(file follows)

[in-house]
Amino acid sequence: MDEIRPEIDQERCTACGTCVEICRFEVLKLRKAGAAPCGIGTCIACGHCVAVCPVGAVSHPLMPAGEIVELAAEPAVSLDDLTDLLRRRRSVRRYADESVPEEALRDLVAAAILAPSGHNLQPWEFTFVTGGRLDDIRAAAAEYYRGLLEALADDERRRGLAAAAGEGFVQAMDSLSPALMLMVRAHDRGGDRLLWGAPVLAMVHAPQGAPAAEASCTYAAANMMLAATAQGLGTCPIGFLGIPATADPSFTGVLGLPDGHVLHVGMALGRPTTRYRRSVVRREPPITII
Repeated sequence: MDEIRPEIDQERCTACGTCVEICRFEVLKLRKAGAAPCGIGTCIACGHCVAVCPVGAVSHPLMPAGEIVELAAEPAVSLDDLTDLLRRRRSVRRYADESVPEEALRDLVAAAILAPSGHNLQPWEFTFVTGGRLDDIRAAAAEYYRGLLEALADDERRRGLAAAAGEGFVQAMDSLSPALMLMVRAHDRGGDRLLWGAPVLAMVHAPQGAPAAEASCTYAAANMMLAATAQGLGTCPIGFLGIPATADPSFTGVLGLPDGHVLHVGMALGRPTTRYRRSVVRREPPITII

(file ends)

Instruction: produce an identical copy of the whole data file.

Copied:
[in-house]
Amino acid sequence: MDEIRPEIDQERCTACGTCVEICRFEVLKLRKAGAAPCGIGTCIACGHCVAVCPVGAVSHPLMPAGEIVELAAEPAVSLDDLTDLLRRRRSVRRYADESVPEEALRDLVAAAILAPSGHNLQPWEFTFVTGGRLDDIRAAAAEYYRGLLEALADDERRRGLAAAAGEGFVQAMDSLSPALMLMVRAHDRGGDRLLWGAPVLAMVHAPQGAPAAEASCTYAAANMMLAATAQGLGTCPIGFLGIPATADPSFTGVLGLPDGHVLHVGMALGRPTTRYRRSVVRREPPITII
Repeated sequence: MDEIRPEIDQERCTACGTCVEICRFEVLKLRKAGAAPCGIGTCIACGHCVAVCPVGAVSHPLMPAGEIVELAAEPAVSLDDLTDLLRRRRSVRRYADESVPEEALRDLVAAAILAPSGHNLQPWEFTFVTGGRLDDIRAAAAEYYRGLLEALADDERRRGLAAAAGEGFVQAMDSLSPALMLMVRAHDRGGDRLLWGAPVLAMVHAPQGAPAAEASCTYAAANMMLAATAQGLGTCPIGFLGIPATADPSFTGVLGLPDGHVLHVGMALGRPTTRYRRSVVRREPPITII